As concerns over Ebola continue to spread, Pennsylvania lawmakers are weighing in on how the virus is being handled.
As the nation grapples with Ebola, Sen. Bob Casey teamed up with doctors and specialists from UPMC Presbyterian Hospital Friday morning to discuss how prepared we are.
Gov. Tom Corbett says three Pennsylvanians who were on a flight from Cleveland to Dallas with a nurse who tested positive for Ebola are being monitored in Texas and haven’t been back home since the Monday trip.
A health official says at least seven people in northeast Ohio are quarantined and being monitored because they had contact with a Texas nurse who was diagnosed with Ebola after visiting the area.
Questions are being raised about how health officials are handling Ebola cases in the United States.
A second health care worker at a Dallas hospital who provided care for the first Ebola patient diagnosed in the U.S. has tested positive for the disease, the Texas Department of State Health Services said Wednesday.
Officials say they’ve figured out how several patients at UPMC Presbyterian Hospital came down with a superbug.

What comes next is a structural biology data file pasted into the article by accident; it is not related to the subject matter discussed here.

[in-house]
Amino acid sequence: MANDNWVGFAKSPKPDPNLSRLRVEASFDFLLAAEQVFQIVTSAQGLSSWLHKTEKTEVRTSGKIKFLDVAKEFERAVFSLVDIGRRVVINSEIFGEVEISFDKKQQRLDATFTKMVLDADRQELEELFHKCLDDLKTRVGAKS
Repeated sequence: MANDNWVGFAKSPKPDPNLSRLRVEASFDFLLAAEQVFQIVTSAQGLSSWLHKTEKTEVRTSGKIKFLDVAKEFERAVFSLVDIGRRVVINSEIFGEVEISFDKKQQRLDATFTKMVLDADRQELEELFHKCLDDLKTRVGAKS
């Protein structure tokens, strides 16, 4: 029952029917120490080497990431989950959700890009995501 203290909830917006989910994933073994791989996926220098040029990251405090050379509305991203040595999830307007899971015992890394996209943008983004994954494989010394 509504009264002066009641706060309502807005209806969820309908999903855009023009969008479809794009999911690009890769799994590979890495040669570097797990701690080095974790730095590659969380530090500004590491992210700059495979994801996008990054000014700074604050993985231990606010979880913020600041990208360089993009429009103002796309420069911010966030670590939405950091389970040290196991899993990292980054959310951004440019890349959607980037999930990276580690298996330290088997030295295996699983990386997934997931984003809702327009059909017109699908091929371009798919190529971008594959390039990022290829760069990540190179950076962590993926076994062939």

The mistakes surrounding the United States’ first Ebola case has been well documented.
The Pennsylvania Department of Health has confirmed the first case of Enterovirus D68 in southwestern Pennsylvania.
Two area schools notified parents Thursday they had students with confirmed cases of Enterovirus D68, or EV68.
The Allegheny County Health Department is reporting that there are no confirmed cases of Enterovirus D68 in the southwestern Pennsylvania area despite reports earlier from two school districts.
There is a lot of hype and speculation surrounding the Enterovirus D68, so the KDKA Afternoon News looks to help set the record straight.
A respiratory virus is affecting children across the country and experts say this is just the tip of the iceberg.
Officials with the Pennsylvania Department of Health have confirmed three cases of the respiratory illness, Enterovirus 68, in the state.
A new study from the Center for Disease Control (CDC) finds excessive drinking accounts for nearly 1 in 10 deaths.